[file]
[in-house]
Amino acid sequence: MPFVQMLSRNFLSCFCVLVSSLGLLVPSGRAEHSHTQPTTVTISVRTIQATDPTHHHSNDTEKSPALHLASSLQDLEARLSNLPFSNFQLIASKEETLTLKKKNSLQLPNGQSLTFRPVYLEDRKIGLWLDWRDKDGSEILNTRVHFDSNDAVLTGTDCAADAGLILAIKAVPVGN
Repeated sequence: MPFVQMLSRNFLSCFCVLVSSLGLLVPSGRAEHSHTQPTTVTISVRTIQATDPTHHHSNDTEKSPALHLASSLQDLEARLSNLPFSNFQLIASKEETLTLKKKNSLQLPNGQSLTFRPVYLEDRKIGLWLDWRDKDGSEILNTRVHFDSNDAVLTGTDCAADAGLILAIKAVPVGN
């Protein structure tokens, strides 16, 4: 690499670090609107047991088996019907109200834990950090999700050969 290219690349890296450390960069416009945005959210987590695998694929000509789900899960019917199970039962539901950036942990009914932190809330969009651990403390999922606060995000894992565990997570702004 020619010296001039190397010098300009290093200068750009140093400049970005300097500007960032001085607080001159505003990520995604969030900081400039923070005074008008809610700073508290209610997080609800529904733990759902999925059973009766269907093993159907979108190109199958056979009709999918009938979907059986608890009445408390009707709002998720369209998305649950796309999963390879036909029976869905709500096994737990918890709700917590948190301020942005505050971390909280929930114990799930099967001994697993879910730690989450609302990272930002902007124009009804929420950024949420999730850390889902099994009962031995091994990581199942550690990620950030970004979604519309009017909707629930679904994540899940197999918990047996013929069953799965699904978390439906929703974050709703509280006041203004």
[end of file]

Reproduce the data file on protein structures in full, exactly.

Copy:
[in-house]
Amino acid sequence: MPFVQMLSRNFLSCFCVLVSSLGLLVPSGRAEHSHTQPTTVTISVRTIQATDPTHHHSNDTEKSPALHLASSLQDLEARLSNLPFSNFQLIASKEETLTLKKKNSLQLPNGQSLTFRPVYLEDRKIGLWLDWRDKDGSEILNTRVHFDSNDAVLTGTDCAADAGLILAIKAVPVGN
Repeated sequence: MPFVQMLSRNFLSCFCVLVSSLGLLVPSGRAEHSHTQPTTVTISVRTIQATDPTHHHSNDTEKSPALHLASSLQDLEARLSNLPFSNFQLIASKEETLTLKKKNSLQLPNGQSLTFRPVYLEDRKIGLWLDWRDKDGSEILNTRVHFDSNDAVLTGTDCAADAGLILAIKAVPVGN
């Protein structure tokens, strides 16, 4: 690499670090609107047991088996019907109200834990950090999700050969 290219690349890296450390960069416009945005959210987590695998694929000509789900899960019917199970039962539901950036942990009914932190809330969009651990403390999922606060995000894992565990997570702004 020619010296001039190397010098300009290093200068750009140093400049970005300097500007960032001085607080001159505003990520995604969030900081400039923070005074008008809610700073508290209610997080609800529904733990759902999925059973009766269907093993159907979108190109199958056979009709999918009938979907059986608890009445408390009707709002998720369209998305649950796309999963390879036909029976869905709500096994737990918890709700917590948190301020942005505050971390909280929930114990799930099967001994697993879910730690989450609302990272930002902007124009009804929420950024949420999730850390889902099994009962031995091994990581199942550690990620950030970004979604519309009017909707629930679904994540899940197999918990047996013929069953799965699904978390439906929703974050709703509280006041203004």